No one can deny that the lion’s share of scientific discourse is carried out within the pages of academic journals, buoyed by jargon and supported by multicolored, miniscule figures. But the more casual, freewheeling banter about still-preliminary data points, and how they may suggest some interesting direction, belongs in the realm of the scientific conferences. These conferences provide opportunities for doctors, researchers, patients and companies alike to contribute their unique vantages in the pursuit of understanding, not tied down by the formality of written and published work but instead via conversations over posters, coffee, or beer amid the hubbub of a local bar.

Unsurprisingly, no small amount of digital ink has been spilled preparing attendees for these events, including from this very blog. Other Biomedical Odyssey contributors have explained how to prepare for an academic conference, as well as how to network with other attendees and even what to do when your conference occurs overseas. Some of these skills are widely transferable among all conferences, but not every conference is the same, and therefore not every tip applies universally. Some meetings are small and tend to be intimate and specific. There, most attendees will not only be familiar with the presenters, but likely also will have a deep understanding of the material. For example, my lab’s favorite conference is the Neurobiology of Drosophila meeting at the Cold Spring Harbor Laboratory, where presenters are told to prepare for a 365-person audience. But other meetings are large. Very, very large. These are the meetings I am writing about today. These are the meetings that bring together entire disciplines of study, and all of the doctors, faculty members, students and corporate representatives who can possibly be united under one very large roof.

This year I attended the Society for Neuroscience annual meeting in San Diego. The final count for daily attendees just barely missed 29,000, while the meeting of the American Chemical Society passed 14,000 attendees, and the number for the American Society of Human Genetics meeting was 7,500. These massive conferences are more akin to pop-up scientific cities than any single-room-type meeting, and they come with unique sets of challenges and opportunities. The following are just a few of my big conference do’s and don’ts — but remember, of course, that this is only one voice in a sea of almost 30,000.

Do access the abstract book ahead of time. There are thousands of poster presentations, talks and presentations, and the only way to know which ones interest you (as well as their time and location) is to scroll through the abstract book and circle the ones that tickle your fancy.

Don’t try to go to every single poster/talk/presentation that catches your eye. I know this is much easier said than done. I was interested in every third abstract at a recent conference, but after literally jogging several miles between rooms in the gargantuan conference center on day one, I had to let pragmatism take over and whittle down my list to those I most wanted to see.

(This neatly dovetails with another do: wear comfy shoes. Those conference centers are big.)

Do spend some time at the exhibitor stations, which are booths set up by biotech companies, journals, universities, etc. Yes, they are the premier locations for T-shirt collecting, but they also make many of the tools you use in your daily lab life, and their expertise is almost always beneficial. Just by walking by the Stoelting table this year, I realized I had been using their nano-injector incorrectly. Whoops. And a short conversation with a sales rep fixed a multimonth issue with my experiments.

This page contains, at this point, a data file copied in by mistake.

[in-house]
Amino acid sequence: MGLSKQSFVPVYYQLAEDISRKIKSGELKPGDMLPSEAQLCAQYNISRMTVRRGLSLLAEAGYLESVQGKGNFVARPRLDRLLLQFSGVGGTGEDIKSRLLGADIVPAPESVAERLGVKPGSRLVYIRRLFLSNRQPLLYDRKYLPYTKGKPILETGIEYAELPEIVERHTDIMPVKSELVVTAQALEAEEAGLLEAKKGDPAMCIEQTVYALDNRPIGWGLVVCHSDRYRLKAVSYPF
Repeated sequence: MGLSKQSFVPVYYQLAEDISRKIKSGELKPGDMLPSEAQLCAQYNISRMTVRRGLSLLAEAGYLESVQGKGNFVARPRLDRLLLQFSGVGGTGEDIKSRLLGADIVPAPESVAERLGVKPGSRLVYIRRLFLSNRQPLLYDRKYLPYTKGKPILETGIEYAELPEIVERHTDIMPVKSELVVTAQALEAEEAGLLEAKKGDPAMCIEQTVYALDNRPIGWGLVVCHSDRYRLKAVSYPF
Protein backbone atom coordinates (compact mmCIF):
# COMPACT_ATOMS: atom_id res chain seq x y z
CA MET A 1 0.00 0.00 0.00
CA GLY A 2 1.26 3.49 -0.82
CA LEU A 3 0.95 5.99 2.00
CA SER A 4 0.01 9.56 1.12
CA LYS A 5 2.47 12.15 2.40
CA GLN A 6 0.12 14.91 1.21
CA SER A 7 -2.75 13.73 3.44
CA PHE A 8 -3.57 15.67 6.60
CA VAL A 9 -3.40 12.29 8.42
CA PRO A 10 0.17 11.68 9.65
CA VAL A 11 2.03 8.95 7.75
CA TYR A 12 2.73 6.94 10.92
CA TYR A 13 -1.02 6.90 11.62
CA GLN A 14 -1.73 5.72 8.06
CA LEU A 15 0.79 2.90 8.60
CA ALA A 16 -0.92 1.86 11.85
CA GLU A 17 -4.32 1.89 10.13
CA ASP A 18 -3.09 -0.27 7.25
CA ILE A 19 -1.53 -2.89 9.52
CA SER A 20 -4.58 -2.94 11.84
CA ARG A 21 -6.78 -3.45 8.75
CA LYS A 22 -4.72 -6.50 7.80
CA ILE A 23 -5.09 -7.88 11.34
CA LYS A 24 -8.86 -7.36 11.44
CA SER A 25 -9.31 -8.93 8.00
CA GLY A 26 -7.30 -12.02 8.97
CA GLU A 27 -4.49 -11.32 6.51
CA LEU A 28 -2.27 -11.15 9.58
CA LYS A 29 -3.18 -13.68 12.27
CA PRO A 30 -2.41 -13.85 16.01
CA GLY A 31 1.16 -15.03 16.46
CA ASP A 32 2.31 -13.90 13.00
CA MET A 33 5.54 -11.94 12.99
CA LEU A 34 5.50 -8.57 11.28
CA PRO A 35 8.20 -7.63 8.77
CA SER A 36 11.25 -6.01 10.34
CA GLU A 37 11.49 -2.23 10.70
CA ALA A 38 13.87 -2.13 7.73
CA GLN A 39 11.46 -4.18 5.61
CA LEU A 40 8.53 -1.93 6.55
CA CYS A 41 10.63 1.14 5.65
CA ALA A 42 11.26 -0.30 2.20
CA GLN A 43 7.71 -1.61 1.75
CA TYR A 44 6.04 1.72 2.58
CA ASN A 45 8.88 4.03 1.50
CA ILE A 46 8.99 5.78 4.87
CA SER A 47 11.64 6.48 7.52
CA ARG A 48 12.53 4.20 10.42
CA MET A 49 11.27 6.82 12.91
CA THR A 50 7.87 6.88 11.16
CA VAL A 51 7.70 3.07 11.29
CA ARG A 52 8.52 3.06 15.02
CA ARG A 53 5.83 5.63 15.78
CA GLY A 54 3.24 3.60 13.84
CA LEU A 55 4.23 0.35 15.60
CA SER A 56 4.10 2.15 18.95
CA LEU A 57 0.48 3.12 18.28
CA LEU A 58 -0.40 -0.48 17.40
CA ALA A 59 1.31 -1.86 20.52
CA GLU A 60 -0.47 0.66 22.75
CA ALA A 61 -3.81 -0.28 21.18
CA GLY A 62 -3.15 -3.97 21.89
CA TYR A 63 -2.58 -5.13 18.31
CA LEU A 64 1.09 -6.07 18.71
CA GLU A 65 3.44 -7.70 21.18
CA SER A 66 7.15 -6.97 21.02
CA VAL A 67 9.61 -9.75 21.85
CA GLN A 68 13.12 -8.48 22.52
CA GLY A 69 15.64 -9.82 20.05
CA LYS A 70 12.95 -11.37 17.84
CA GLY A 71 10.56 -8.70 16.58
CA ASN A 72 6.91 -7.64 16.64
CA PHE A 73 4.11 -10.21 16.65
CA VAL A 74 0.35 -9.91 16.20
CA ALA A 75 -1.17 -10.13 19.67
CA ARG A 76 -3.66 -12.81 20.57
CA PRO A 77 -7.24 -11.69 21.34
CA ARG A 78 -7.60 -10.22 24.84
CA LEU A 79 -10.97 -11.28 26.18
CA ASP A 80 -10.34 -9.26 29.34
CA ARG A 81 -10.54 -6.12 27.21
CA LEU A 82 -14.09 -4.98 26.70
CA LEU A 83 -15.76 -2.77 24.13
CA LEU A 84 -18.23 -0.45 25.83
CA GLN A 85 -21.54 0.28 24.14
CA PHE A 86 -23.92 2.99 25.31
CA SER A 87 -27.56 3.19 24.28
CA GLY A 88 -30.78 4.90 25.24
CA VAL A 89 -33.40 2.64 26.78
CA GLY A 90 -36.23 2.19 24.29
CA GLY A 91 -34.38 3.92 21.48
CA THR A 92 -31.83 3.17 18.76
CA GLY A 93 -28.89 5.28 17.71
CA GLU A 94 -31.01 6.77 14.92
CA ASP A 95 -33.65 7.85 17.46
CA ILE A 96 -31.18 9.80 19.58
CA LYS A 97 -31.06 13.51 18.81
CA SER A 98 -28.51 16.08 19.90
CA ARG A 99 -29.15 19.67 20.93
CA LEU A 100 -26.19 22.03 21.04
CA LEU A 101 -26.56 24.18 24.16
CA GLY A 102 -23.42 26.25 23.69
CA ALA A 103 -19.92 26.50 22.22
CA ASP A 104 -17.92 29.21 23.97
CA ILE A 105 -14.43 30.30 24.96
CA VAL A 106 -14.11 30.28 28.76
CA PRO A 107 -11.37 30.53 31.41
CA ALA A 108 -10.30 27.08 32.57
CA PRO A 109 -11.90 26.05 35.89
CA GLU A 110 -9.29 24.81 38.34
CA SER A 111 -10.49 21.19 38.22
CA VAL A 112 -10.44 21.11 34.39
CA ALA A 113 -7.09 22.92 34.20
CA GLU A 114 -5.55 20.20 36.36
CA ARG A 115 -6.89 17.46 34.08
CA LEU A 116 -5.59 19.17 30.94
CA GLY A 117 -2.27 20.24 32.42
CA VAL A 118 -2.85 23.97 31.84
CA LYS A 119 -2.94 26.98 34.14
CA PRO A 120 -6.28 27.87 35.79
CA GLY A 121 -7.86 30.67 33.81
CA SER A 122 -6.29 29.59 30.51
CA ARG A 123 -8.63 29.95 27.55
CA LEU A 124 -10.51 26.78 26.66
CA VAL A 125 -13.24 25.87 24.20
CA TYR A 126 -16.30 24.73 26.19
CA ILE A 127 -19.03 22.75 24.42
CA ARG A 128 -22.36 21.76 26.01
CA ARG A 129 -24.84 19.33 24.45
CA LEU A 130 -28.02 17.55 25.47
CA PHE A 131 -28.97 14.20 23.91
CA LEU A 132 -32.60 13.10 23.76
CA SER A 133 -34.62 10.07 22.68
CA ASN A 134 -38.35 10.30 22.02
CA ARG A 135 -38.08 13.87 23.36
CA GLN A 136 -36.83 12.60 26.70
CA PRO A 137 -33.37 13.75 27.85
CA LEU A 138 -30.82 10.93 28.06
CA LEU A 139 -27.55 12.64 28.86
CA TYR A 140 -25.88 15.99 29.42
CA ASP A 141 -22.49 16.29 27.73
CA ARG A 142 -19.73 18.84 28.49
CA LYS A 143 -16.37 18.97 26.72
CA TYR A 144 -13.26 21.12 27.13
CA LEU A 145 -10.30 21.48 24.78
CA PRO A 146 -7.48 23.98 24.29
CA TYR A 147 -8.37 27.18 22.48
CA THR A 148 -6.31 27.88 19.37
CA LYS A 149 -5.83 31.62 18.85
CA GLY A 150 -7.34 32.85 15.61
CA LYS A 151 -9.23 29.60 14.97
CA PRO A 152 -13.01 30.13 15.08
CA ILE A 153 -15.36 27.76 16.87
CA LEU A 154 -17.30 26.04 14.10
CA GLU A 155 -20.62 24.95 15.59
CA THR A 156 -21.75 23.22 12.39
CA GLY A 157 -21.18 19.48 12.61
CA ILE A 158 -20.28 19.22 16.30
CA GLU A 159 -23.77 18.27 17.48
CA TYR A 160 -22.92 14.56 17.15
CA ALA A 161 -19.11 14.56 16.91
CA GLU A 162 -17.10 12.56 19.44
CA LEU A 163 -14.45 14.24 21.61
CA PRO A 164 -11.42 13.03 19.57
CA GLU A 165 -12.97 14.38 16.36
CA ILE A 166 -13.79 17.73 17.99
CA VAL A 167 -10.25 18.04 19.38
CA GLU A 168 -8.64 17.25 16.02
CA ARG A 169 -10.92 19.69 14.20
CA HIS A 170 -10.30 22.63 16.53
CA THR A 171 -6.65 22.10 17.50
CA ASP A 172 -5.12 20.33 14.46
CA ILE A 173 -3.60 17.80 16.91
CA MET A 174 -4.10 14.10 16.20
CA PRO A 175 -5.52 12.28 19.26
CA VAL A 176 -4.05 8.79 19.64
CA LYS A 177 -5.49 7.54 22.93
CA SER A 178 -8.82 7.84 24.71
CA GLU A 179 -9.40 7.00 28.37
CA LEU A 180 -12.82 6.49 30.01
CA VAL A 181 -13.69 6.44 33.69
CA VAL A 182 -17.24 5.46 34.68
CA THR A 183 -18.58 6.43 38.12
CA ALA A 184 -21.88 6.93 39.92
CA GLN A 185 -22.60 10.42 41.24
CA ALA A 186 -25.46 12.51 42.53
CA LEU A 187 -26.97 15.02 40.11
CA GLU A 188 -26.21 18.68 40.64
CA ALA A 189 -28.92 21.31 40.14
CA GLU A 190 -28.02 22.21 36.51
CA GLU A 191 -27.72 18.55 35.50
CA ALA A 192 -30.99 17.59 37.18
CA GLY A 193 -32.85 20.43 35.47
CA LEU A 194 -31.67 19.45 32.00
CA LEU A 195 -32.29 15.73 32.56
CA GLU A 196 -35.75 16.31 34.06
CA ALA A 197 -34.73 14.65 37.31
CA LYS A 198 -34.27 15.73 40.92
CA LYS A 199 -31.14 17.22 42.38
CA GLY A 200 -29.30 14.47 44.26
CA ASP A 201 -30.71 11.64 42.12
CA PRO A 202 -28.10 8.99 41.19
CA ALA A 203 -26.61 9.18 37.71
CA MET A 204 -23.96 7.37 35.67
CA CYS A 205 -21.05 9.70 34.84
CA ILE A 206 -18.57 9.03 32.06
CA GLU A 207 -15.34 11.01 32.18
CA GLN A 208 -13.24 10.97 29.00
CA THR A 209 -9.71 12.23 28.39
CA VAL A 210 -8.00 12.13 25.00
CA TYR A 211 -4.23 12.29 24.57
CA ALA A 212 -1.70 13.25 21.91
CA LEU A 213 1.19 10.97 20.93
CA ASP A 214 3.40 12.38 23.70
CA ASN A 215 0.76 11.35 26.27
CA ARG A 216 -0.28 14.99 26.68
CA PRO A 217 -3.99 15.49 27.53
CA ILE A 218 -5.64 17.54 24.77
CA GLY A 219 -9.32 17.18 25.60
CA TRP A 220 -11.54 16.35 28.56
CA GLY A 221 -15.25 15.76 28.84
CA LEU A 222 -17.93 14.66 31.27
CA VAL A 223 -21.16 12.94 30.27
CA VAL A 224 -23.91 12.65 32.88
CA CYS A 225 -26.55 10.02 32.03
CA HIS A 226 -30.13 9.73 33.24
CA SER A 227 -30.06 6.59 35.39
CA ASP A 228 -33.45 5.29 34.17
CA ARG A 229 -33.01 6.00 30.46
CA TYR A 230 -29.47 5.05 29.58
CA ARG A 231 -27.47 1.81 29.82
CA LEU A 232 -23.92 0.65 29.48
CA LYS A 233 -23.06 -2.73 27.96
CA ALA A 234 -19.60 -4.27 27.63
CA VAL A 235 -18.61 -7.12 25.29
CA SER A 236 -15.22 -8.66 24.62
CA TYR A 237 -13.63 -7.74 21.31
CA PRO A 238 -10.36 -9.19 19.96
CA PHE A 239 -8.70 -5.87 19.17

Don’t spend all your PI’s money. The exhibitors bring their coolest, fanciest gadgets to the big shows, and they know just how to convince you that their new mouse phenotyping rig will save you countless hours and supply vital data for your project. Before committing to anything, ask to set up a demo and start an email conversation — sometimes new, flashy and expensive isn’t as great as a piece of equipment that’s tried-and-true.

Do attend presentations outside your specific focus. This is one of the great advantages of big conferences: You get to explore an amazingly wide array of research rarely encountered in the daily lab life. These interactions are invaluable — they can jog your brain, or lead to a new idea or approach you hadn’t considered. And, ultimately, science is not some esoteric pursuit. The goal for all of our research is to interact and intersect, to drive forward our understanding of life and the natural world.

Don’t spend more time in the locale than at the conference. Touring around when you have time is great, but it is considered a faux pas to attend a national meeting in San Diego and return to work with no new information but have a well-established suntan and a stack of receipts for the PI.

These huge conferences are undoubtedly overwhelming, and they are taxing in time, travel and energy. But despite sleeping for two straight days after returning to Baltimore, the opportunity to interact with the larger world of neuroscience will have both short- and long-term positive impacts on my science, and my role in the scientific community. I wish for you all to experience the same.

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